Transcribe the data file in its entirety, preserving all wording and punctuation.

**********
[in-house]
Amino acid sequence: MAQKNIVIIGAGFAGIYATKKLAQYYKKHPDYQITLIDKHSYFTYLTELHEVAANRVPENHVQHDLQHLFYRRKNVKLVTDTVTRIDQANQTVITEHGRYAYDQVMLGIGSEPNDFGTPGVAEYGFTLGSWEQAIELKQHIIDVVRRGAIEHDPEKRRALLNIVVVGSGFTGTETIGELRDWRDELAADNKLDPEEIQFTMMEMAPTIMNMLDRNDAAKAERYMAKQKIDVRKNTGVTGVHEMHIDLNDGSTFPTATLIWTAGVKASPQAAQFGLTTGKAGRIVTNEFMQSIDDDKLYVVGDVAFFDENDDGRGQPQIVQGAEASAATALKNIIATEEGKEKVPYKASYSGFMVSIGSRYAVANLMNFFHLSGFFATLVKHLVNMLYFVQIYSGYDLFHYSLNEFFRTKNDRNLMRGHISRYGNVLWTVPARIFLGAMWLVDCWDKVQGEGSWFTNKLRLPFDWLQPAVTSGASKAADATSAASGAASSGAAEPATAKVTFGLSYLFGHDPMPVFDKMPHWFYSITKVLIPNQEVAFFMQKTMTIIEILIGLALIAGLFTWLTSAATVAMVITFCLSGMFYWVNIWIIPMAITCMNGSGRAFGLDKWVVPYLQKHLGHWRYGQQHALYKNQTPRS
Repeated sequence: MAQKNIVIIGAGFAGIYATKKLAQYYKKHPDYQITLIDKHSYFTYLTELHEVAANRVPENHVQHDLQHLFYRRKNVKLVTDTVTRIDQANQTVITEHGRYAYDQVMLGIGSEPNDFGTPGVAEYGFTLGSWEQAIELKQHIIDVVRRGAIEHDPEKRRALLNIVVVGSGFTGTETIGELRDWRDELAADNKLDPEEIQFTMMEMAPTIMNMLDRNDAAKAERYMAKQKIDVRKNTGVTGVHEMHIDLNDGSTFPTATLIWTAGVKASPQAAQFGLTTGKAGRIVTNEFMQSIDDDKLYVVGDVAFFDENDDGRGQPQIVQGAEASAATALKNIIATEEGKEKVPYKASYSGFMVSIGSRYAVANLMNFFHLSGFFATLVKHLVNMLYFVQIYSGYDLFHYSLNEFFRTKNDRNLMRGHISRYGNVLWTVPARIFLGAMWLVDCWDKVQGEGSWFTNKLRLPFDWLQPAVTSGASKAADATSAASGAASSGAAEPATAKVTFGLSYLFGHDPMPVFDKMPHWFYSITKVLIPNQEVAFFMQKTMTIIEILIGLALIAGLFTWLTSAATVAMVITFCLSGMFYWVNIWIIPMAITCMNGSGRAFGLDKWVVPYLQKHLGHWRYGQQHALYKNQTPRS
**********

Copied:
[in-house]
Amino acid sequence: MAQKNIVIIGAGFAGIYATKKLAQYYKKHPDYQITLIDKHSYFTYLTELHEVAANRVPENHVQHDLQHLFYRRKNVKLVTDTVTRIDQANQTVITEHGRYAYDQVMLGIGSEPNDFGTPGVAEYGFTLGSWEQAIELKQHIIDVVRRGAIEHDPEKRRALLNIVVVGSGFTGTETIGELRDWRDELAADNKLDPEEIQFTMMEMAPTIMNMLDRNDAAKAERYMAKQKIDVRKNTGVTGVHEMHIDLNDGSTFPTATLIWTAGVKASPQAAQFGLTTGKAGRIVTNEFMQSIDDDKLYVVGDVAFFDENDDGRGQPQIVQGAEASAATALKNIIATEEGKEKVPYKASYSGFMVSIGSRYAVANLMNFFHLSGFFATLVKHLVNMLYFVQIYSGYDLFHYSLNEFFRTKNDRNLMRGHISRYGNVLWTVPARIFLGAMWLVDCWDKVQGEGSWFTNKLRLPFDWLQPAVTSGASKAADATSAASGAASSGAAEPATAKVTFGLSYLFGHDPMPVFDKMPHWFYSITKVLIPNQEVAFFMQKTMTIIEILIGLALIAGLFTWLTSAATVAMVITFCLSGMFYWVNIWIIPMAITCMNGSGRAFGLDKWVVPYLQKHLGHWRYGQQHALYKNQTPRS
Repeated sequence: MAQKNIVIIGAGFAGIYATKKLAQYYKKHPDYQITLIDKHSYFTYLTELHEVAANRVPENHVQHDLQHLFYRRKNVKLVTDTVTRIDQANQTVITEHGRYAYDQVMLGIGSEPNDFGTPGVAEYGFTLGSWEQAIELKQHIIDVVRRGAIEHDPEKRRALLNIVVVGSGFTGTETIGELRDWRDELAADNKLDPEEIQFTMMEMAPTIMNMLDRNDAAKAERYMAKQKIDVRKNTGVTGVHEMHIDLNDGSTFPTATLIWTAGVKASPQAAQFGLTTGKAGRIVTNEFMQSIDDDKLYVVGDVAFFDENDDGRGQPQIVQGAEASAATALKNIIATEEGKEKVPYKASYSGFMVSIGSRYAVANLMNFFHLSGFFATLVKHLVNMLYFVQIYSGYDLFHYSLNEFFRTKNDRNLMRGHISRYGNVLWTVPARIFLGAMWLVDCWDKVQGEGSWFTNKLRLPFDWLQPAVTSGASKAADATSAASGAASSGAAEPATAKVTFGLSYLFGHDPMPVFDKMPHWFYSITKVLIPNQEVAFFMQKTMTIIEILIGLALIAGLFTWLTSAATVAMVITFCLSGMFYWVNIWIIPMAITCMNGSGRAFGLDKWVVPYLQKHLGHWRYGQQHALYKNQTPRS